Abstract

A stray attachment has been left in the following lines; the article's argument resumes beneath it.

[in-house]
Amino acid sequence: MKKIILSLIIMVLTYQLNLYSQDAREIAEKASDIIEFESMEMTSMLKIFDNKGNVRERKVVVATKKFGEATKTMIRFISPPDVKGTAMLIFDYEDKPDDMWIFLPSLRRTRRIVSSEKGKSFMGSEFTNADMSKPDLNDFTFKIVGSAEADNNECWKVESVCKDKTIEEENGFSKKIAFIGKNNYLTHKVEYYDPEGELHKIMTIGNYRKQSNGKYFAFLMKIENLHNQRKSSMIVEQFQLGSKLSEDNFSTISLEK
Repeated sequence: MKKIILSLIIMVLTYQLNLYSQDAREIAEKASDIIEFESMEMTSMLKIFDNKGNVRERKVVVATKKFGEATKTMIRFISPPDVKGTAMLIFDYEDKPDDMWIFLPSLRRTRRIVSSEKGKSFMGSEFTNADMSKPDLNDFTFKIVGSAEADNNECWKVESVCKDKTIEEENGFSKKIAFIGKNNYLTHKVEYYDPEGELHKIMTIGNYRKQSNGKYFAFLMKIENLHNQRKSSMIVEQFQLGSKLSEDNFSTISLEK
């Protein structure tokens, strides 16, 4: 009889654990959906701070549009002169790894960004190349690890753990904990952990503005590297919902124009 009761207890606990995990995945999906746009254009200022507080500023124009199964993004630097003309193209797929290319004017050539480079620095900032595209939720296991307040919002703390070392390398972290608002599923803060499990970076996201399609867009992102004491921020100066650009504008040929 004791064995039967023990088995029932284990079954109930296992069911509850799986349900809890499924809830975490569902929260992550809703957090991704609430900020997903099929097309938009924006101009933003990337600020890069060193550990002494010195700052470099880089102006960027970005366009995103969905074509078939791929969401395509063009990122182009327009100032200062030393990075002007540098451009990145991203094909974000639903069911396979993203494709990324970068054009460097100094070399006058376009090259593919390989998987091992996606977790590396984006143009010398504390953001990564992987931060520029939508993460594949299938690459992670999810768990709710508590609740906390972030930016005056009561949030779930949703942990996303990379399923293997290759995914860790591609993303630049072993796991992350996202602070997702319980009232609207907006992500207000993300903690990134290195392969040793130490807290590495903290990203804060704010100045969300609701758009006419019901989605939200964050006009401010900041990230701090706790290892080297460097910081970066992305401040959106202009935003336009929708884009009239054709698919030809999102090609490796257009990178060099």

We compare the spatiotemporal progression, geometry, and earthquake source characteristics of a zone of anomalous swarm seismicity between the Maacama and Bartlett Springs faults (California, United States) within the northern San Andreas fault system to both laboratory studies of fracture initiation and structural field observations of fault formation. The similarities between laboratory and field studies of incipient faulting and the earthquake swarms suggest that the seismic lineament on which the swarms occur is a fault in an early stage of development. Kinematic descriptions of faulting and models of fault system development suggest that the ability of existing faults to accommodate deformation across plate boundaries is governed by the length scales over which they accommodate stress. Many of the characteristics of juvenile fault zones, such as segmentation, geometric complexity, and the depth extent of faulting, act to reduce this length scale; this requires the reactivation of existing faults or production of accessory faults to accommodate deformation across the plate boundary.

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